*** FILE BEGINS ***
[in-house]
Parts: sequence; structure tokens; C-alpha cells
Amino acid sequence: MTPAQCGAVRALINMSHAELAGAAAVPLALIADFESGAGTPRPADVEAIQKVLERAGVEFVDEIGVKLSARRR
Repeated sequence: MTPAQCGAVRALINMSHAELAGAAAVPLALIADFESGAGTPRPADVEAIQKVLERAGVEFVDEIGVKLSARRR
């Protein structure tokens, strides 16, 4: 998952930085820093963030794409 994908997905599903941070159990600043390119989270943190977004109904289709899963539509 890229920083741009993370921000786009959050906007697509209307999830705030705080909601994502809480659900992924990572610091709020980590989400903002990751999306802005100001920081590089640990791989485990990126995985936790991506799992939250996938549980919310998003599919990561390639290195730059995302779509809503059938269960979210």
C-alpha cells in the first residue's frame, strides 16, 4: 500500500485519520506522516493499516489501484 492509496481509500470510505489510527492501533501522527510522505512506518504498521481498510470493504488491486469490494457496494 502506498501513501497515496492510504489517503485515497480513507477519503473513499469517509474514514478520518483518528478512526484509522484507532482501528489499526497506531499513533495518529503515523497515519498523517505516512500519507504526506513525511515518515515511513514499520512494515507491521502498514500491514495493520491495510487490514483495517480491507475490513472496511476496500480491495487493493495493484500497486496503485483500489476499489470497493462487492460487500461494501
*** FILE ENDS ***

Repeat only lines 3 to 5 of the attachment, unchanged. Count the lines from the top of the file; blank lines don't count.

Amino acid sequence: MTPAQCGAVRALINMSHAELAGAAAVPLALIADFESGAGTPRPADVEAIQKVLERAGVEFVDEIGVKLSARRR
Repeated sequence: MTPAQCGAVRALINMSHAELAGAAAVPLALIADFESGAGTPRPADVEAIQKVLERAGVEFVDEIGVKLSARRR
């Protein structure tokens, strides 16, 4: 998952930085820093963030794409 994908997905599903941070159990600043390119989270943190977004109904289709899963539509 890229920083741009993370921000786009959050906007697509209307999830705030705080909601994502809480659900992924990572610091709020980590989400903002990751999306802005100001920081590089640990791989485990990126995985936790991506799992939250996938549980919310998003599919990561390639290195730059995302779509809503059938269960979210």